Sunday, March 27, 2005


There are ghosts around here. And Smartmom isn't talking about the spooky kind. They're friendly ghosts, like Caspar: ghosts of friends who have moved away from Park Slope for greener pastures elsewhere.

These friends have left behind pieces of of themselves that appear from time to time when she walks past their apartments or the well-worn spots on Seventh Avenue where they used to stand and talk.

Some of these ghosts are good friends, people she tries to stay in touch with. Friends who, regardless of the fact that they have abandoned her for, say, a huge Victorian in Rockland County, she continues to love.

Smartmom's friends from across the street fall into this category. They're here but they're not here. She checks their window everytime she leaves the building. What she is checking for is anyone's guess. Now that it's spring she half expects to see her friend weeding her flower boxes, or pulling her shopping cart chock full of Food Coop bounty.

And then there are the friends who up and left Smartmom for a big Victorian in Upstate New York. She still dials 718 when she calls them on the phone. Yesterday she addressed a postcard to them and wrote Brooklyn, New York instead of...

There's also the family downstairs, whose kids were best friends with hers. "I'm going down to Eddie's," was Teen Spirit's constant refrain until the day Eddie moved away. Eddie and his sister were like family, as were their two younger siblings, and their parents. Even if they were wildly different in their approaches to things, the two families found common ground on Third Street.

This block is also full of the ghosts of people that she never got to know but still wonders about: the single mother with the adopted son from Viet Nam, the woman who writes T.V shows for PBS and her husband and son, the two moms with the two kids who moved to Montclair, the family from Yemen with the spunky daughter (does she wear a veil now that she's grown up?). And there are more. Plenty more. And they're all still here in their way.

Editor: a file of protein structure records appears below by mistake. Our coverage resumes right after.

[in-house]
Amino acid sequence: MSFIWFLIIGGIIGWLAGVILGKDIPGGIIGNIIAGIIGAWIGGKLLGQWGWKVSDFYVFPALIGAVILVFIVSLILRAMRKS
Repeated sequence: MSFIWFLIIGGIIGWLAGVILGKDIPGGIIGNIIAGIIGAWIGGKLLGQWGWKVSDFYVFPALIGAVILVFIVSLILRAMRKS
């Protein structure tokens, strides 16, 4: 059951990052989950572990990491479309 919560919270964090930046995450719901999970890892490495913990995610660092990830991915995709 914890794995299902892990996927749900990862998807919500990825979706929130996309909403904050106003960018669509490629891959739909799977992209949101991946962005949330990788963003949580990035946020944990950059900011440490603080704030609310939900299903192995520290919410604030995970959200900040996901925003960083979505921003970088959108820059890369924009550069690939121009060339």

It's been hard to figure out how to be friends with the friends who have moved away. it takes time, a year or more, to accept that their ghostly apparitions are just that, and that they're NOT coming back to the Slope. Denial can be deep.

The next step is learning how to be friends at a distance. Phone calls, addresses and email must be memorized. New conversational topics must be substituted for the old standbys: local real estate, 321 teachers, Coop gripes, and Third Street gossip. The ease of shouting up to a window Brooklyn-style, must be replaced with the effort of picking up the phone

But it can be done. First come the good-byes. Then the ghosts. And then, after a very long time, the acceptance that they're no-longer in their too-small apartment in Brooklyn, but a suburb or town that's really not that far away.


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